Sunday 10 April 2016

Guest Post: Phaedra Patrick on how early writing and reading inspired her

TITLE: The Curious Charms of Arthur Pepper
AUTHOR: Phaedra Patrick


Amazon - Goodreads

40 Years of Marriage.
8 Golden Charms.
One Man’s Journey of Discovery.

Having been married for over 40 years, 69-year-old Arthur Pepper is mourning the loss of his wife. On the anniversary of her death, he finally musters the courage to go through her possessions, and happens upon a charm bracelet that he has never seen before.

What follows is a surprising adventure that takes Arthur from London to Paris and India in an epic quest to find out the truth about his wife’s secret life before they met, a journey that leads him to find healing, self-discovery, and love in the most unexpected of places.

My early reading and writing (and how this inspired me) 
by Phaedra Patrick

As a child I read everything I could, from books at the breakfast table to the labels on shampoo bottles. I knew I wanted to be a writer. I loved Enid Blyton and her stories about boarding school and ruddy-faced kids on adventures. However, I was a young girl from Oldham and didn’t know enough about these things to write about them. I tried to stifle my longing, but it never went away.

For my eighth birthday, my parents joined a book club for me. I found it thrilling when the quarterly magazine dropped on the doormat and I could choose and order a book. I was always attracted to the fairy stories – books with stories of make-believe lands and with beautiful illustrations.

At school, I found English Literature deadly dull. Reading and learning about Shakespeare and Steinbeck didn’t inspire me, but I liked to make up stories in English Language. It didn’t seem too much like work.

My school didn’t offer English Language to study at A Level, nor did the local sixth form college, so I studied art instead. I worked as a stained glass designer and then moved into Marketing. Yet, throughout all this time I really wanted to write a novel. If only I could silence the voice in my head telling me that I couldn’t do it.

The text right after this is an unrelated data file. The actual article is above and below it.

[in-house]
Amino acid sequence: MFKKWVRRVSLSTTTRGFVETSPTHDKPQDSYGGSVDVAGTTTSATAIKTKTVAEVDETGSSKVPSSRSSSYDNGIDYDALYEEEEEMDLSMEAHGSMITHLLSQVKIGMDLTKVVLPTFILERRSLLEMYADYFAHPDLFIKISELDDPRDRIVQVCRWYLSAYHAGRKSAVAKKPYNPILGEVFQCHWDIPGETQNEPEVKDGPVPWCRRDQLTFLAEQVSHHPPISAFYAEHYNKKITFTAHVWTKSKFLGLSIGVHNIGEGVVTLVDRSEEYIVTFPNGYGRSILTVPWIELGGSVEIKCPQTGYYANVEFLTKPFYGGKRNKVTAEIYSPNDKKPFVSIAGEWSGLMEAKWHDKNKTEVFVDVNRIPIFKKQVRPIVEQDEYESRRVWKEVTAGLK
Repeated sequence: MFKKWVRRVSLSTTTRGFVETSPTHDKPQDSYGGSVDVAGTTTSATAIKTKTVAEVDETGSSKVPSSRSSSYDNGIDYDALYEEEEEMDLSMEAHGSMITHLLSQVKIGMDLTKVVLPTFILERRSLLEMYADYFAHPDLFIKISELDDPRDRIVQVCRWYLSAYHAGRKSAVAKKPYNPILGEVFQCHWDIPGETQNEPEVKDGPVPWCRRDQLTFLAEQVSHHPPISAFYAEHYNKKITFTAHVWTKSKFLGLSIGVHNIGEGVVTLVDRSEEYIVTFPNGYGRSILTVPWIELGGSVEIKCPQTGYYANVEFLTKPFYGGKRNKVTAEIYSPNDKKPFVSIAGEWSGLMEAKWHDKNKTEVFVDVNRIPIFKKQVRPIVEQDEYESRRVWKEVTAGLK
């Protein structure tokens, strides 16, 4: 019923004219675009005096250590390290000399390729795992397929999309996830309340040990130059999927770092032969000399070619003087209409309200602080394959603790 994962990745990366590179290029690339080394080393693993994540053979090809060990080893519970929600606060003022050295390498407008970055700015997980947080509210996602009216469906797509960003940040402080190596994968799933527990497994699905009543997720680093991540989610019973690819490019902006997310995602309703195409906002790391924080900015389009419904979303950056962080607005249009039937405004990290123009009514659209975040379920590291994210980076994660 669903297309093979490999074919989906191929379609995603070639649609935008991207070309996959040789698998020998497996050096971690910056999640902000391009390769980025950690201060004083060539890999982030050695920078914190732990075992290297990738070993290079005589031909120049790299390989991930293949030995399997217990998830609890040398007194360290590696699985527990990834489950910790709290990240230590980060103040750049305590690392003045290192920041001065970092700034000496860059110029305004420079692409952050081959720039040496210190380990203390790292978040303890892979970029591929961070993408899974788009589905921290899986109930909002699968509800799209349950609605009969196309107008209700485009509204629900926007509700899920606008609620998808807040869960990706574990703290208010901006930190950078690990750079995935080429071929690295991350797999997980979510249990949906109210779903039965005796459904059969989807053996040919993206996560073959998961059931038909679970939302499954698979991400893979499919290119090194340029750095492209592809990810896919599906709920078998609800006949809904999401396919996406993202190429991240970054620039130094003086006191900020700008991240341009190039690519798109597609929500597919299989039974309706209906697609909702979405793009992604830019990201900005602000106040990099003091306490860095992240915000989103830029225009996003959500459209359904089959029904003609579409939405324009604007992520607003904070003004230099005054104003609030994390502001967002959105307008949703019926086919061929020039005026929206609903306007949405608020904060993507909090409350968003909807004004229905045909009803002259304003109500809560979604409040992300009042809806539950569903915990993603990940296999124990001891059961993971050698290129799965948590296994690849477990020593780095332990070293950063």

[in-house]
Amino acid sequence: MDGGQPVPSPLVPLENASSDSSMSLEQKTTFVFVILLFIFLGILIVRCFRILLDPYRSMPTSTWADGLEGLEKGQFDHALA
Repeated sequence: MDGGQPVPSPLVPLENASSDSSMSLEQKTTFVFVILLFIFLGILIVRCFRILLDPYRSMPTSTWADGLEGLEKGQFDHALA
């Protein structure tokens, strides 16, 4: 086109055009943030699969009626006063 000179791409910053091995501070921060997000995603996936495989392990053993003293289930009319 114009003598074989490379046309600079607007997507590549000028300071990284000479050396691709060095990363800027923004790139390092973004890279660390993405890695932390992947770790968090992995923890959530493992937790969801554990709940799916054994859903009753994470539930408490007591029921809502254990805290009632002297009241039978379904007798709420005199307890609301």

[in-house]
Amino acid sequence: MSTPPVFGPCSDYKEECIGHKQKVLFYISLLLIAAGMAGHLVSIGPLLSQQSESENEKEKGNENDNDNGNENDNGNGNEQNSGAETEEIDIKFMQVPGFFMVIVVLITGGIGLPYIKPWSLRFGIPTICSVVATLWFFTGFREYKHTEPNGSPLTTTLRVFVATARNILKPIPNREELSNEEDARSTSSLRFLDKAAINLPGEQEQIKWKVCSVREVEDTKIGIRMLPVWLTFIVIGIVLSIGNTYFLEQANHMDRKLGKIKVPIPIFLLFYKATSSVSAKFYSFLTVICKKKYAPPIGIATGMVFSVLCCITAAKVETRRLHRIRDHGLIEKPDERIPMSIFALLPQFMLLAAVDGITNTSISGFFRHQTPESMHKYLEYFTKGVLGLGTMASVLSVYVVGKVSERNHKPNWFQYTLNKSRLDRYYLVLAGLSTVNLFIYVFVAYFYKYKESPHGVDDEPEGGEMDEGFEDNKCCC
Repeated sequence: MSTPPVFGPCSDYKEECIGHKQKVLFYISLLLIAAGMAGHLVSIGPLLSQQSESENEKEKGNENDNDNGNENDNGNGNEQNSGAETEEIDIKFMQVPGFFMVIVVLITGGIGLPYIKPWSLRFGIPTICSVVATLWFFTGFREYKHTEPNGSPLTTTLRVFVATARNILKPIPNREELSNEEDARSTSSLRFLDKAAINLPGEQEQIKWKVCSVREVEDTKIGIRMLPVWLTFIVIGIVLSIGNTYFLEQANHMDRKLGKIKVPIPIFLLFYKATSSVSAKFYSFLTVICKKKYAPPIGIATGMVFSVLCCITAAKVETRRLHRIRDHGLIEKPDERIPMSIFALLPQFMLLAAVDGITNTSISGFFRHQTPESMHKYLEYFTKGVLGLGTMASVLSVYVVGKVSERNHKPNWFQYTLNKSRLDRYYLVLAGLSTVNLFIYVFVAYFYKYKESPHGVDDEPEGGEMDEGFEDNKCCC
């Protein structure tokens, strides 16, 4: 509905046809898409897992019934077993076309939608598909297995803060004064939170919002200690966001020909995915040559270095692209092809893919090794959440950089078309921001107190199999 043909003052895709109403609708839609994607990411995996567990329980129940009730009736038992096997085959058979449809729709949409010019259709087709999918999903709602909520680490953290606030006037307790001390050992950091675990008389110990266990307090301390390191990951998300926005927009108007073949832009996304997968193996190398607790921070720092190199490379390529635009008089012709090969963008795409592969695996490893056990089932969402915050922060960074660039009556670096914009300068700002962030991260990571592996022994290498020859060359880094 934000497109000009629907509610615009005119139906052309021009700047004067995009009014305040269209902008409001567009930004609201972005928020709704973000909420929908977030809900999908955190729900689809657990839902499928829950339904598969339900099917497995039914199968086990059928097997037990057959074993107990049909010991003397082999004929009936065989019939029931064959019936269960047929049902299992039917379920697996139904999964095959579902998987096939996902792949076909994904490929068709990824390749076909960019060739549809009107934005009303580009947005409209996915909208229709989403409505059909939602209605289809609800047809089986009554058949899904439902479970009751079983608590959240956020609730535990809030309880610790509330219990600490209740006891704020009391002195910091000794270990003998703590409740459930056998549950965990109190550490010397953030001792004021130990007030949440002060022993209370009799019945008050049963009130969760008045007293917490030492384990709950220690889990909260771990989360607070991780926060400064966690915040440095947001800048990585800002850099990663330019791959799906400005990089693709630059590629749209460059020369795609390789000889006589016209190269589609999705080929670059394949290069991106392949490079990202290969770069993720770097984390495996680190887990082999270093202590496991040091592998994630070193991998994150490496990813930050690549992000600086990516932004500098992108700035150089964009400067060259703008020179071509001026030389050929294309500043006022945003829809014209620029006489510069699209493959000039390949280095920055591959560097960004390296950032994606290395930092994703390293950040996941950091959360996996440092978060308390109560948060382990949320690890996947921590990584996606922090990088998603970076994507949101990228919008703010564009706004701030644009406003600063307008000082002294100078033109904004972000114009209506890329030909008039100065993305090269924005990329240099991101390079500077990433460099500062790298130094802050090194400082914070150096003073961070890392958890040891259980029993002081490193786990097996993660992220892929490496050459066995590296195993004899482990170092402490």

It was in my twenties, doing a job I hated, that I finally plucked up the courage to give it a go. I taught myself to touch type and camped out in WHSmith at lunchtime, where I browsed the books, read blurbs and swatted up on the literary agents noted in the authors’ acknowledgements.

I looked back to my childhood and thought about all the books I liked to read. They were the ones that combined stories about everyday people with adventure and a touch of make-believe. I decided to use Chocolat, Slumdog Millionaire and Tom Hanks movies as my benchmark.

It took me six attempts but finally my novel The Curious Charms of Arthur Pepper will be published in eighteen countries. It finds a lonely, bewildered Yorkshireman setting off on a journey to find out the story behind each of the charms on his late wife’s bracelet.

Arthur’s adventures - fending off a ferocious tiger, meeting a famous novelist, shedding his clothes for art and dancing in Paris - might seem a little incredible at times, but I’ve found that, as a writer, you’re in charge of your own magic wand.

It’s certainly great fun to look back to your earlier years, and the things that inspired you then, to throw them into the mix and to create your own story.

The Curious Charms of Arthur Pepper is out now.


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